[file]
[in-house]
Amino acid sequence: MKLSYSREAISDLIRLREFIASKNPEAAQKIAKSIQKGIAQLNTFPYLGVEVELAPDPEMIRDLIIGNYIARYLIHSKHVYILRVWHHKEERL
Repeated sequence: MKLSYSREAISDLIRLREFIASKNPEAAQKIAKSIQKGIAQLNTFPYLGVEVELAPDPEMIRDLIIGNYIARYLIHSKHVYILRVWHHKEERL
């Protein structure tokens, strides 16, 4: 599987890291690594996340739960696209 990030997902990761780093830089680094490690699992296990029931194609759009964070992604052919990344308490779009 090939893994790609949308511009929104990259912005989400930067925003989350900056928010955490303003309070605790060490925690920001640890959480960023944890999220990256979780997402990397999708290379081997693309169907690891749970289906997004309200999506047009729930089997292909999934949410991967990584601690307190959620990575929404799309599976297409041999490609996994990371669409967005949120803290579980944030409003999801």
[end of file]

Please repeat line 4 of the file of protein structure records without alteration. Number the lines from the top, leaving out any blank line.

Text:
């Protein structure tokens, strides 16, 4: 599987890291690594996340739960696209 990030997902990761780093830089680094490690699992296990029931194609759009964070992604052919990344308490779009 090939893994790609949308511009929104990259912005989400930067925003989350900056928010955490303003309070605790060490925690920001640890959480960023944890999220990256979780997402990397999708290379081997693309169907690891749970289906997004309200999506047009729930089997292909999934949410991967990584601690307190959620990575929404799309599976297409041999490609996994990371669409967005949120803290579980944030409003999801």